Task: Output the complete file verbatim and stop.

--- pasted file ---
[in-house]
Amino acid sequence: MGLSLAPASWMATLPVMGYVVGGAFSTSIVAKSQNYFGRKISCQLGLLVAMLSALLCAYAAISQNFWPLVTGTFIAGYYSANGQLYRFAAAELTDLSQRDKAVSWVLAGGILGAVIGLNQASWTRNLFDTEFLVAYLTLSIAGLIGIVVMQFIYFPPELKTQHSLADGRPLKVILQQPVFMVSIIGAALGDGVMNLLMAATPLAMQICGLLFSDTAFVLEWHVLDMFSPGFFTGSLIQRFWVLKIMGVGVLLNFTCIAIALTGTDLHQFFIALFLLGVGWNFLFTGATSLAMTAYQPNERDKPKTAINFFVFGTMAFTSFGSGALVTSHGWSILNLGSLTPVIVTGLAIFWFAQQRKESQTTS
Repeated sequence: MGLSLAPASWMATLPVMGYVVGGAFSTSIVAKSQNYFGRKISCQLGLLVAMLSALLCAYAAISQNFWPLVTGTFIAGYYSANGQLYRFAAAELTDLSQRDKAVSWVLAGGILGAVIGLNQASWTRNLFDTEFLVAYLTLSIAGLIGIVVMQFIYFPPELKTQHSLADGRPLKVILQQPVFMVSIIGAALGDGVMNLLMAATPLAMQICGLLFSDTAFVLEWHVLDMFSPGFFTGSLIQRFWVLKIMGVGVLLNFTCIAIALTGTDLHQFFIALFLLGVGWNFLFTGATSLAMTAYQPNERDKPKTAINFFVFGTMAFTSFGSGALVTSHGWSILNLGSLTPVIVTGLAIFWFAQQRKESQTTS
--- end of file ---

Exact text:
[in-house]
Amino acid sequence: MGLSLAPASWMATLPVMGYVVGGAFSTSIVAKSQNYFGRKISCQLGLLVAMLSALLCAYAAISQNFWPLVTGTFIAGYYSANGQLYRFAAAELTDLSQRDKAVSWVLAGGILGAVIGLNQASWTRNLFDTEFLVAYLTLSIAGLIGIVVMQFIYFPPELKTQHSLADGRPLKVILQQPVFMVSIIGAALGDGVMNLLMAATPLAMQICGLLFSDTAFVLEWHVLDMFSPGFFTGSLIQRFWVLKIMGVGVLLNFTCIAIALTGTDLHQFFIALFLLGVGWNFLFTGATSLAMTAYQPNERDKPKTAINFFVFGTMAFTSFGSGALVTSHGWSILNLGSLTPVIVTGLAIFWFAQQRKESQTTS
Repeated sequence: MGLSLAPASWMATLPVMGYVVGGAFSTSIVAKSQNYFGRKISCQLGLLVAMLSALLCAYAAISQNFWPLVTGTFIAGYYSANGQLYRFAAAELTDLSQRDKAVSWVLAGGILGAVIGLNQASWTRNLFDTEFLVAYLTLSIAGLIGIVVMQFIYFPPELKTQHSLADGRPLKVILQQPVFMVSIIGAALGDGVMNLLMAATPLAMQICGLLFSDTAFVLEWHVLDMFSPGFFTGSLIQRFWVLKIMGVGVLLNFTCIAIALTGTDLHQFFIALFLLGVGWNFLFTGATSLAMTAYQPNERDKPKTAINFFVFGTMAFTSFGSGALVTSHGWSILNLGSLTPVIVTGLAIFWFAQQRKESQTTS